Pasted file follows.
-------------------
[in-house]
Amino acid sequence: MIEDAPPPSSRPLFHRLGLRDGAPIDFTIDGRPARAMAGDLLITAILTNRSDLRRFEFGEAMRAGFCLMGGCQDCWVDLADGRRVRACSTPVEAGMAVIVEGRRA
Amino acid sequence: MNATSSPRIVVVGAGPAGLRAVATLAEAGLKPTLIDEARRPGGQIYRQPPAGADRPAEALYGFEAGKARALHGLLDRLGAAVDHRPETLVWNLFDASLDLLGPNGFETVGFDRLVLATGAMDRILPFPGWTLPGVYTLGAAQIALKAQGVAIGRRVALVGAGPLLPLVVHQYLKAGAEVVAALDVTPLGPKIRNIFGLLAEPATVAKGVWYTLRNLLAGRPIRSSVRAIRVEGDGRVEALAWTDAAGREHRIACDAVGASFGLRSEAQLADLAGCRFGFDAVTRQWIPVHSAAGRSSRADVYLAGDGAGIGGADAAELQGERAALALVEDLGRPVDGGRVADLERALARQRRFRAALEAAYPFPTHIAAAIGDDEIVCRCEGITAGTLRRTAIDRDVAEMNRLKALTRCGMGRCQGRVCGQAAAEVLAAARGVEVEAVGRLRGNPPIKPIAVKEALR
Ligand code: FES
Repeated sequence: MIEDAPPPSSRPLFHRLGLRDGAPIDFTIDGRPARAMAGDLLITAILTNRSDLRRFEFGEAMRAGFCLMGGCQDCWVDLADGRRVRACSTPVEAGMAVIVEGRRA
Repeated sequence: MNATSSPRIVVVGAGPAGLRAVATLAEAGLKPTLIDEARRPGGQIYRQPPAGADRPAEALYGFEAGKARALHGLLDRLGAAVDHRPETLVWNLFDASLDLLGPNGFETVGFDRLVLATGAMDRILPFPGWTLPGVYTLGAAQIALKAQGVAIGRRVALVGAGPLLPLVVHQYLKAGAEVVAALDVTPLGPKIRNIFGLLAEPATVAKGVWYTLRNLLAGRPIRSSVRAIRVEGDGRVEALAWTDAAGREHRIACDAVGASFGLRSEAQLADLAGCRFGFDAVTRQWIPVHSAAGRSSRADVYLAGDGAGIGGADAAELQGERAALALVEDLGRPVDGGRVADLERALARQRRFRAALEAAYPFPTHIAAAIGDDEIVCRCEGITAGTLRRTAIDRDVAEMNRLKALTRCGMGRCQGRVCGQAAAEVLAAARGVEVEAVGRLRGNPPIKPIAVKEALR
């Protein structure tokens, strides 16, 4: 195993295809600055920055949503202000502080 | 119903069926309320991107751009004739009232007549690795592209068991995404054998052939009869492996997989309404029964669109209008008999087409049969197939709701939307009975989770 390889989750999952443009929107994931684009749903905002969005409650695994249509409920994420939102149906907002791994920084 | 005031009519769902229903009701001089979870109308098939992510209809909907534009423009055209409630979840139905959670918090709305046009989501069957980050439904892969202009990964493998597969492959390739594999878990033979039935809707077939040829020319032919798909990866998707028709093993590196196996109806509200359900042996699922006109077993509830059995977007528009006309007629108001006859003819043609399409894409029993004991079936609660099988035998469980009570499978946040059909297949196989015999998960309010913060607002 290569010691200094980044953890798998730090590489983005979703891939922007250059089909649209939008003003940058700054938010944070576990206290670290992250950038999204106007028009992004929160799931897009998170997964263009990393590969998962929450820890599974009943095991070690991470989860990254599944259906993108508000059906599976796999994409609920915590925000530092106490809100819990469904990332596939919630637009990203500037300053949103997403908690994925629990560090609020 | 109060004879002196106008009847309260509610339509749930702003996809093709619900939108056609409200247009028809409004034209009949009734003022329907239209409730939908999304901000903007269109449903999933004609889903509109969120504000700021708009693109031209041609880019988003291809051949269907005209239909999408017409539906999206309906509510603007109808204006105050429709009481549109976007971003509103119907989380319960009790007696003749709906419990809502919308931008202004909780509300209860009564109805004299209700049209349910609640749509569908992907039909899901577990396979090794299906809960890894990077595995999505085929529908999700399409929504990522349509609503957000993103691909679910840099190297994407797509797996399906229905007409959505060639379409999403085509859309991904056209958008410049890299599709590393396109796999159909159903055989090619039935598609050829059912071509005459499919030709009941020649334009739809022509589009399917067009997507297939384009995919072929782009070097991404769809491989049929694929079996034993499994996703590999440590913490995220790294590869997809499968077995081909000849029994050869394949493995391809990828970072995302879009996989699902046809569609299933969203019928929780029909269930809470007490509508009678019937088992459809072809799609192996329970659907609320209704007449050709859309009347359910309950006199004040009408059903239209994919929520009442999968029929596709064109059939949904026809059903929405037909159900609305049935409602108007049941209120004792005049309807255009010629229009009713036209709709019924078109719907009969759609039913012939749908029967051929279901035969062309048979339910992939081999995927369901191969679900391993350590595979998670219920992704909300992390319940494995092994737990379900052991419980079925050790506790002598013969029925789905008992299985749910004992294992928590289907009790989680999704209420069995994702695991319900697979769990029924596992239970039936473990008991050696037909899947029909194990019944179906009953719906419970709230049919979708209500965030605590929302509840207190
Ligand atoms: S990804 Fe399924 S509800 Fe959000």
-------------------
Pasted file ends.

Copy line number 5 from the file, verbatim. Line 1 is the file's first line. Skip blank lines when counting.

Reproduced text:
Repeated sequence: MIEDAPPPSSRPLFHRLGLRDGAPIDFTIDGRPARAMAGDLLITAILTNRSDLRRFEFGEAMRAGFCLMGGCQDCWVDLADGRRVRACSTPVEAGMAVIVEGRRA